“I’ll sleep when I’m dead” / “Sleep is for the weak” / “Sleep is overrated”
We have all heard these quotes spoken as a “badge of honor” at some time, maybe even from ourselves. But did you know that skimping on sleep is serious business and sleep deprivation is associated with shorter lifespans? As health and wellness guides, it is our responsibility to share with others how important sleep really is.
Skimping on sleep… what’s the big deal?
- Decreases cognitive function -> brain fog
- Decreases efficiency of our brain’s waste clearance system called the glymphatic system. The glymphatic system brings in nutrients and clears waste products from our brain. At night, during sleep, our brain shrinks about 18% and cerebral spinal fluid increases volume… basically it’s like a colonic for our brains. This only happens while we sleep, so if you’re skimping on sleep, you’re letting the garbage pile up and it’s more difficult to clean up the junk from your day -> higher risk for cognitive impairment and dementia.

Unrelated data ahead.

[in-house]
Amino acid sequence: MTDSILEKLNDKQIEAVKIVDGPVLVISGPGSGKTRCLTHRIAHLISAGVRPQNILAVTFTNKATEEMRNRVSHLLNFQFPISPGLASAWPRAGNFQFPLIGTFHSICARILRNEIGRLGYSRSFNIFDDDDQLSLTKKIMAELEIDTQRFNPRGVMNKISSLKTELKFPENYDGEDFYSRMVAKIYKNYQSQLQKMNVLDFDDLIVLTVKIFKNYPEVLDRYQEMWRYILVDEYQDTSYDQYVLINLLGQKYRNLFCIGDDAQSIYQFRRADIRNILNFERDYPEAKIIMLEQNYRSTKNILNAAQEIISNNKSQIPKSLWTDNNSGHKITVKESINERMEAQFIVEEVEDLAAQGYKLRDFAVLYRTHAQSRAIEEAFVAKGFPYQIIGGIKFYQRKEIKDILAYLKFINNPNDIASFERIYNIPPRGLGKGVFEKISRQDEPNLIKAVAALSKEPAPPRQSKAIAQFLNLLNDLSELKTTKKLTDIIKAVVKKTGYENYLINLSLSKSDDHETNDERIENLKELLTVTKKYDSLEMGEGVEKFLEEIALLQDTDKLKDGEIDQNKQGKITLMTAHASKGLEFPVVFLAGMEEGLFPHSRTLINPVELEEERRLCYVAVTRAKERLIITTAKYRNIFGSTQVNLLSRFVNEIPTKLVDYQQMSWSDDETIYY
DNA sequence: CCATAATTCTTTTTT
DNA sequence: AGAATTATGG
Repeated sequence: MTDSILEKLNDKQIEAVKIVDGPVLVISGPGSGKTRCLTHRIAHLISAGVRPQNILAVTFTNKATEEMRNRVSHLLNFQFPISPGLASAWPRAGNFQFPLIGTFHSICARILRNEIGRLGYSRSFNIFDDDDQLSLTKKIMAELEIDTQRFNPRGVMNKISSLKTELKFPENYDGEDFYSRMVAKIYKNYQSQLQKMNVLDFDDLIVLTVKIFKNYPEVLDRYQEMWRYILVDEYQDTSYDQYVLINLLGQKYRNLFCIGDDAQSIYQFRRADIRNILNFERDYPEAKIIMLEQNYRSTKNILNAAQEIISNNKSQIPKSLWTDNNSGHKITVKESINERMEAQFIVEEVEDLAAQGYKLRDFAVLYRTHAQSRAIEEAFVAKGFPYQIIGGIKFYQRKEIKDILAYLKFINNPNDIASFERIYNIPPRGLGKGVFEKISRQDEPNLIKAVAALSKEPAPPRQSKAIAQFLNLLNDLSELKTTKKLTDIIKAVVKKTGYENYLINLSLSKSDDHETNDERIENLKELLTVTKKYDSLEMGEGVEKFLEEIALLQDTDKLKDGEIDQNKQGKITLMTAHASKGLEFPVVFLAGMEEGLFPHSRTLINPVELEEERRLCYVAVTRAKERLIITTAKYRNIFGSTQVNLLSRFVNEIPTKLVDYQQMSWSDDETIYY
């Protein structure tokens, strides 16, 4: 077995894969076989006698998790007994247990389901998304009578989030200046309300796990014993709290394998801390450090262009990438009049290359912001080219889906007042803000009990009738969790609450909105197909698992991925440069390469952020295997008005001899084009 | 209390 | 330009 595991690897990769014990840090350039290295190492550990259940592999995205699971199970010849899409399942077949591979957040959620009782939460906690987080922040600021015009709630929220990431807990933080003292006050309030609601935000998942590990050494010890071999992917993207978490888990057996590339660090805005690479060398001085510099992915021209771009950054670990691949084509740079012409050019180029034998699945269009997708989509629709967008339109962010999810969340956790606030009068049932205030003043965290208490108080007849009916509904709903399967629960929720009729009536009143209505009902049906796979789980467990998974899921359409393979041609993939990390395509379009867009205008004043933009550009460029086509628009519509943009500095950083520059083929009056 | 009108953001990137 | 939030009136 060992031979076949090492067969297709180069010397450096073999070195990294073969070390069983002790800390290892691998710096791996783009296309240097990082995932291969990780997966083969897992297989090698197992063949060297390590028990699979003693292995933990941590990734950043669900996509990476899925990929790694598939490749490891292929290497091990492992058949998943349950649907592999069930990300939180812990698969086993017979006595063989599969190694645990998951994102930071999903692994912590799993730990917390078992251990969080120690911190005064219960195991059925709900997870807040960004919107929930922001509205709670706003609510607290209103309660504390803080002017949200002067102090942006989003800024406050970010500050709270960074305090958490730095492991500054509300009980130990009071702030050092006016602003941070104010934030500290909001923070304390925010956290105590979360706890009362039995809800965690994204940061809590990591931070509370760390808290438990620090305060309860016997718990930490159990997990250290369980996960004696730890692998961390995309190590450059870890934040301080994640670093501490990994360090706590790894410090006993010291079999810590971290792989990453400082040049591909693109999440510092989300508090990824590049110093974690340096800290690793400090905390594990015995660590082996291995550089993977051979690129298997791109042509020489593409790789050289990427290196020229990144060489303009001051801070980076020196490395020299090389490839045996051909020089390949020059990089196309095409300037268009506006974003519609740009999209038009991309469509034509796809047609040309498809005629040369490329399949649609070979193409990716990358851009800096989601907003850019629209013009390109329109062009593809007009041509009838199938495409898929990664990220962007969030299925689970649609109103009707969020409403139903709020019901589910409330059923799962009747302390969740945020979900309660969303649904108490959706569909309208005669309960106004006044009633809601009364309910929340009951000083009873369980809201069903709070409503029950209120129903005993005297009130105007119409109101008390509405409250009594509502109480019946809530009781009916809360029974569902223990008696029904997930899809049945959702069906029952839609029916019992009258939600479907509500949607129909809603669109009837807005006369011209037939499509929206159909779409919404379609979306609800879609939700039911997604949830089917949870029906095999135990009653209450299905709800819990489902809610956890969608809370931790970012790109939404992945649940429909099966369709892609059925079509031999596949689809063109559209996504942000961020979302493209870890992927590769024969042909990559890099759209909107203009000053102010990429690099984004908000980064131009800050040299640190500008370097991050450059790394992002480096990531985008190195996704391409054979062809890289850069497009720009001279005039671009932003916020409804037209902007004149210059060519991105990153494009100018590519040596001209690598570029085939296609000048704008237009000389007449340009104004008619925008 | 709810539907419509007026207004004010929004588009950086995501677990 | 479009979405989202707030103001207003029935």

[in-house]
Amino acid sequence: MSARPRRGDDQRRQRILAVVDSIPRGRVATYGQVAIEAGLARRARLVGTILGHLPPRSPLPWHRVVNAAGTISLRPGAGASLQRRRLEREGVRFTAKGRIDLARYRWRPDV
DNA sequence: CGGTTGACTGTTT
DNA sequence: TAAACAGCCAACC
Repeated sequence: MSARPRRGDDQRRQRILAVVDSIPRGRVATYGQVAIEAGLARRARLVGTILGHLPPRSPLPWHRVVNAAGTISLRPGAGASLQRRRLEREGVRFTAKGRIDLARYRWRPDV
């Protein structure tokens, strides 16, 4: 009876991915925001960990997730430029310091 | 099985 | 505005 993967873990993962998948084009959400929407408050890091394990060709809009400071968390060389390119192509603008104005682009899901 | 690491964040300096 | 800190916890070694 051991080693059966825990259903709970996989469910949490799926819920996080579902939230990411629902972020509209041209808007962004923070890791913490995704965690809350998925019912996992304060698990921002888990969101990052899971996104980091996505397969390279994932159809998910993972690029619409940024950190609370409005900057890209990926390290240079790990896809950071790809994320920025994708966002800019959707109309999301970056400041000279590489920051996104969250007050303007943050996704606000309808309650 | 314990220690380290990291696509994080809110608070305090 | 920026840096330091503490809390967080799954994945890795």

- Decreases immunity -> increased inflammation
- Increases anxiety, anger and stress levels -> impatience and overreacting
- Increases fatigue and poor decision making (like eating an entire bag of chips or cookies or grabbing an 800-calorie coffee drink at 3p to make it through our last clients)
How much sleep is the right amount?
Each individual is different; however, most people need between 7-9 hours of sleep each night. You are your own experiment (n=1). Try various times to see how much is just right. Too little is bad but sleeping too much has been associated with poor health outcomes also.
Simple ways to sleep better:
- Lose the phone/iPad. Read instead of scrolling. Use an old-school alarm clock.
- Caffeine consumption: are you a fast metabolizer or slow? If you are slow, you may want to limit caffeine to only in the morning.
- Go to bed and wake up at the same time… even on weekends. Our circadian rhythms love, well, being in a rhythm… a scheduled routine.
- Limit alcohol consumption, especially before you go to bed. At some point, we’ve all had a “night cap”, but alcohol doesn’t help us sleep but disrupts our sleep cycle.
- Keep the bedroom dark, quiet and cool. And make sure your body temperature is not too hot or too cold.
- Write in a journal before bedtime. Put down your “to-do” list, what you’re anxious about, what you’re grateful for. Sometimes, writing a few sentences allows us to let go of the day and gently float into sleep.
- Exercise regularly. Moving your body daily, but not too close to bedtime.